Hi everyone!

I hope you are well and have adjusted back into the winter semester. It seems things always get intense after the first week. I've been caught up in a whirlwind of assignments and meetings.

This blog feels much like a direct sequel to my last blog. The motto of that piece was that "when we have our body and mind in order, everything else will exist in the right place, in the right way." I have tried very hard to commit to this phrase. What I've been doing is:

  • encouraging myself to get up for my four 8:30 classes each week,
  • following my SOLUS schedule and finishing my lessons for each day,
  • drinking my water when my alarm tells me to,
  • and chatting with people and doing things that I like to do.

I find that doing these tasks keep my body and mind in order, but yours might be very different. That's perfectly okay! Find the things that make you feel calm and in control of your day. Maybe what I've tried will be helpful to you:

  1. Three of my four 8:30 classes are synchronous, which means I get to roll out of bed at 8:29 AM to turn on my computer and join the class. Attending my morning classes allows me to start the day with a sense of accomplishment, and that helps set the tone for the rest of the day (I consider going to my 8:30 AM class an achievement). That leads to my second point…
  2. Following my SOLUS schedule gives me a sense of balance, structure, and order. It’s easy to lose track of time when learning online, but I know what I should be doing at each hour because a timetable has already been generated for me. All I have to do is follow the schedule and, over the course of several weeks, I’m less likely to fall behind.
  3. I always forget to drink water, so I set alarms at 2-hour intervals from 12 to 7p.m. to remember to drink plenty of water. Water helps our body and brain function well, and it's another thing that makes me feel balanced, ordered, and healthy!
  4. I make sure to spend time replying to messages, hanging out with my family, and doing whatever I need to do to separate my life from school. This past weekend, I participated in the Queen's Engineering Competition, and my team won its event! I'll be heading to the Ontario Engineering Competition next, where I’ll have a fun time with my partner. Not just winning but participating confirmed that I need to do things outside of school: I felt happier when using my education in practice. I feel like I have to give myself more chances outside of school to succeed.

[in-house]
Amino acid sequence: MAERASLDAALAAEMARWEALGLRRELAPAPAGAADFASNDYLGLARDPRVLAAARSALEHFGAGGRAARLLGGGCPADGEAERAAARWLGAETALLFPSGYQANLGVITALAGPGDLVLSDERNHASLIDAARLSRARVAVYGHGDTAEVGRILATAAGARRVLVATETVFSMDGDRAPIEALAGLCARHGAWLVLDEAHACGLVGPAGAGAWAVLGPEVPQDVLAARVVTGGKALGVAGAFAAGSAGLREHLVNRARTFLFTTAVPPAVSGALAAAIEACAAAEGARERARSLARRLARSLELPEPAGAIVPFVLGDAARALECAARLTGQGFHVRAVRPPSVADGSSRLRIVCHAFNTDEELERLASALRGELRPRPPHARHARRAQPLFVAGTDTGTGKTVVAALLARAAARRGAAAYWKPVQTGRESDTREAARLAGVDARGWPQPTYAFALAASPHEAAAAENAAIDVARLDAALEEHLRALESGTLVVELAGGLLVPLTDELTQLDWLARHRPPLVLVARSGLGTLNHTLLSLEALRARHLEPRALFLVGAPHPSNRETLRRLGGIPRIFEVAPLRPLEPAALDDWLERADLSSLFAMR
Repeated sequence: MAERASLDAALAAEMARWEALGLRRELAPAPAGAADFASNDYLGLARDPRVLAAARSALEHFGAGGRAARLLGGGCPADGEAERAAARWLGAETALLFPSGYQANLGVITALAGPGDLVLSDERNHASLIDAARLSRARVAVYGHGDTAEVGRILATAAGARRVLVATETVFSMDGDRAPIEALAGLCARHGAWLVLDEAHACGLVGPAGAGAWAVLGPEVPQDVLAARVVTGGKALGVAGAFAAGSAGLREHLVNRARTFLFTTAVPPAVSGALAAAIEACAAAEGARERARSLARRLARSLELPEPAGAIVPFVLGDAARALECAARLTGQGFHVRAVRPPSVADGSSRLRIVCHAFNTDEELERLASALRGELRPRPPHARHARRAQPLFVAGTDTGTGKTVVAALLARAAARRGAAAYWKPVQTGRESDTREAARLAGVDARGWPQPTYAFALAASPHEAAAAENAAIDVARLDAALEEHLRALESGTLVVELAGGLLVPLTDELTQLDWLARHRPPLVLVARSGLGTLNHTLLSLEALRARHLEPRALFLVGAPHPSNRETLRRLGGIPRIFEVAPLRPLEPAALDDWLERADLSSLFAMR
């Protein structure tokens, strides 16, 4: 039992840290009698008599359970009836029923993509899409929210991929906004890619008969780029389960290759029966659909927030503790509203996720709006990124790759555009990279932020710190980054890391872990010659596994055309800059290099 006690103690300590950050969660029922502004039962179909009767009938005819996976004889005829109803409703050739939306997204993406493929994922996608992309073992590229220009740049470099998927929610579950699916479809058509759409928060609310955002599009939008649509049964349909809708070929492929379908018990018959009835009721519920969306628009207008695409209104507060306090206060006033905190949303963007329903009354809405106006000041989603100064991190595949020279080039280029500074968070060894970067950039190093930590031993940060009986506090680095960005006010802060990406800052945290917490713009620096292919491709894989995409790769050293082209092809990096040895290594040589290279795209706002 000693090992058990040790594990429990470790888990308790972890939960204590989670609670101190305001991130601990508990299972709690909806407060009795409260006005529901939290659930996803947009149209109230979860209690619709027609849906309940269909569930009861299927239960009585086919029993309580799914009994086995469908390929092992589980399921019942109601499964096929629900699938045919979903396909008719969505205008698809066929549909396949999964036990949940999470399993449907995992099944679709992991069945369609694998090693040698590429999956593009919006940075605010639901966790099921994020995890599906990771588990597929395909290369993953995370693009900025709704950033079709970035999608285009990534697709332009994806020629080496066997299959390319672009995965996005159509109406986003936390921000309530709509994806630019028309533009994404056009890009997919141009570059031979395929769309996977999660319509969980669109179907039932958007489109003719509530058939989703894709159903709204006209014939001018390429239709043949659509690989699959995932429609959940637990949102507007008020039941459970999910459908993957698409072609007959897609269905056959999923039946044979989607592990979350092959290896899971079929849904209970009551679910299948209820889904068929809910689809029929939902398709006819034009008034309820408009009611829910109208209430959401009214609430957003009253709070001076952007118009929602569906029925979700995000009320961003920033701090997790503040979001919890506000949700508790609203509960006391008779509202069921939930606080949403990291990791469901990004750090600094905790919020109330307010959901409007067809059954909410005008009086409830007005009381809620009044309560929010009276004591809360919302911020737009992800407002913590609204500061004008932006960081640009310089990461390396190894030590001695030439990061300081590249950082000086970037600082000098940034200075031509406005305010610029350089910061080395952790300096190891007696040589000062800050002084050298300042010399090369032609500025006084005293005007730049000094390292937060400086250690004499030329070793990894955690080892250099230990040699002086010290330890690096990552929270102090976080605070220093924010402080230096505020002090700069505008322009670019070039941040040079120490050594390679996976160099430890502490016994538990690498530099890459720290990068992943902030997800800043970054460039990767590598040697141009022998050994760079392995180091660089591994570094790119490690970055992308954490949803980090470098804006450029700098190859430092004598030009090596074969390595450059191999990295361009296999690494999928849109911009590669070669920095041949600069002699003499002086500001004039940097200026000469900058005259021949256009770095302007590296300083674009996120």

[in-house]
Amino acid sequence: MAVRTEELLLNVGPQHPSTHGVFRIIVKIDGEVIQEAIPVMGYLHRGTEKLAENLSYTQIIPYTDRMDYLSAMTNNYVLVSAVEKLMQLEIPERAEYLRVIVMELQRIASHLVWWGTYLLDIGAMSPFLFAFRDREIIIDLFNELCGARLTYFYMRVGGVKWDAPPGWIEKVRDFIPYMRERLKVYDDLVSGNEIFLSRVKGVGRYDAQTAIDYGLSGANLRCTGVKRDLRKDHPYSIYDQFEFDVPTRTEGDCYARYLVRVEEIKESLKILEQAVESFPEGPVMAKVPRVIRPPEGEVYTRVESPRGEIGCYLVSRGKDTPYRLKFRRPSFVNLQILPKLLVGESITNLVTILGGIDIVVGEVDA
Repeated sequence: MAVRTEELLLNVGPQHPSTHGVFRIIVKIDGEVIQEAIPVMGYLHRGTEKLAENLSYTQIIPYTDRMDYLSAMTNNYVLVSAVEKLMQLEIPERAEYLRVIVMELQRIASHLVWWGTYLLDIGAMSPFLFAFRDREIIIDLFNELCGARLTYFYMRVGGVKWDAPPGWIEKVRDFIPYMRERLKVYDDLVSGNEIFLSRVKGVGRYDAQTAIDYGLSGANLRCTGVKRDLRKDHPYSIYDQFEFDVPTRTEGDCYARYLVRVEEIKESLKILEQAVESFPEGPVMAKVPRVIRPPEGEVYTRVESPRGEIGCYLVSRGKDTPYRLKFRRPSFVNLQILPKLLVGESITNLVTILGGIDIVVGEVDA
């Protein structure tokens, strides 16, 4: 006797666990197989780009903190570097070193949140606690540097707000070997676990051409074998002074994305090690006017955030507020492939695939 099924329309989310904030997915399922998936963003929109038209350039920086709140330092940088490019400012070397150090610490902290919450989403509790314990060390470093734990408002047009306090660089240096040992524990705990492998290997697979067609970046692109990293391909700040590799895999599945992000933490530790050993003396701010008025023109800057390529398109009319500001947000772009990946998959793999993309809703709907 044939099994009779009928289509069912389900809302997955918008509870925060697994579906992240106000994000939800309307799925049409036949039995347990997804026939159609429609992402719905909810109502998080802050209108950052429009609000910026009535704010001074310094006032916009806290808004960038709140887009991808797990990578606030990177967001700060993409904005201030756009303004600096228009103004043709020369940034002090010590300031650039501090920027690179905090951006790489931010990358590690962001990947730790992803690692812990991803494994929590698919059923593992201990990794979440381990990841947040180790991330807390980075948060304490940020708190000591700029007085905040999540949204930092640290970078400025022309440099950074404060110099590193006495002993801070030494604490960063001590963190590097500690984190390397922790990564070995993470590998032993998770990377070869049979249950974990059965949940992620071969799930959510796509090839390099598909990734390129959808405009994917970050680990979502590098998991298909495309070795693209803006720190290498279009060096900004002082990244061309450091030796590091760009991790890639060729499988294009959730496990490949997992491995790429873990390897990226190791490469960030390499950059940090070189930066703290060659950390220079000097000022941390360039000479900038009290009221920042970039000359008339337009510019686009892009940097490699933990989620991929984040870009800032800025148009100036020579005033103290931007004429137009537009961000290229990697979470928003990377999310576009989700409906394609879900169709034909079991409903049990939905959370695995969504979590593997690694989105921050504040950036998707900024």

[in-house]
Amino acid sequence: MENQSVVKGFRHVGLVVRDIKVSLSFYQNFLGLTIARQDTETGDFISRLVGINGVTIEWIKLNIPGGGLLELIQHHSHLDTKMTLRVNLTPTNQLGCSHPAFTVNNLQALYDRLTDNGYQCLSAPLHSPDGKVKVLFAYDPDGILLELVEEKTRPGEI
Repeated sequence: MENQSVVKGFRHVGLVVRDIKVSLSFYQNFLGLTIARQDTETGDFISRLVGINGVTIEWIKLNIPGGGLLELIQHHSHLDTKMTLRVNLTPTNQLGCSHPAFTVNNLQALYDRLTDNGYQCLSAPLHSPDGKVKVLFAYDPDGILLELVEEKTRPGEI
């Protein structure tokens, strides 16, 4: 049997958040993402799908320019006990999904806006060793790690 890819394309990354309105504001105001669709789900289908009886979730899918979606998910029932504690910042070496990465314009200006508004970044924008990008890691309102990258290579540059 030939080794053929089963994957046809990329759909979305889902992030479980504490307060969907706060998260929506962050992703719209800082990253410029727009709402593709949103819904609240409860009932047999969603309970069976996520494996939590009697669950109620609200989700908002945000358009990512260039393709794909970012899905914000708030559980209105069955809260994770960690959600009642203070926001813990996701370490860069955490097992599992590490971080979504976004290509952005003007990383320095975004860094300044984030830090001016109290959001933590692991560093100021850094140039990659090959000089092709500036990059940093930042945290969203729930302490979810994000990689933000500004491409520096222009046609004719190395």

Don't worry if none of these actions align with your ideal of productivity! There are a ton more resources you can find on this website, especially in our other peer blogs. I always tell the first years from my Orientation group that university is all about learning about ourselves and finding what makes us feel the best.

One of my part-time jobs is to mentor first-year Engineering students struggling with school. My mentees and I have had some very productive chats on what we can do better to improve as students. Hopefully, these will be useful to you!

Firstly, and I mean this in the kindest way possible, try to finish your weekly tasks within that week. Do not allow yourself to drag one week's lectures into another or delay your assignments until the last minute. The more you delay your tasks, the more they build up, and then the more cramming you have to do for your midterms and finals exam. Studying for exams is best when you're refreshing what you already know, instead of learning new content. My mentee ended up creating a recurring weekly schedule on Notion, and I'm incredibly impressed by their progress! Even a little to get started will go a long way to keeping you on track.

Secondly, it's hard to do anything without a motive when dealing with procrastination. SASS has an excellent page about procrastination. It’ll help you answer some key questions: what is your goal with school? How can you make the most out of it while feeling your best? What do you think you have to change, and what can you do about it? When you find your motivation, it'll be easier to start working.

Additionally, a strict study schedule might be beneficial for procrastination. We have to build study habits, just as we have to develop practices to fall asleep at a particular time, go to the gym every day, etc. We (unfortunately) cannot change overnight. If we wake up at 9a.m. every day and start studying every day at 10a.m., it becomes routine. When it becomes routine, it won't be as tough to will ourselves to study at 10a.m., as it's what we've trained our bodies to do.

In the spirit of that advice, I'm still changing my own habits. Instead of waking up at 8:15 for my 8:30 lectures, I’m aiming to be ready at 7:30 and have time to prepare for the morning. Additionally, I would like to finish my schoolwork at 6 or 7p.m each day (I think 7 is more realistic) so that I have time to tend to other things in the evening, like chatting with my mom, applying for jobs, watching movies, reading books, or just sleeping early.

Improving and changing is no easy task, but small steps are perfectly okay. I'm rooting for you!

All my best,


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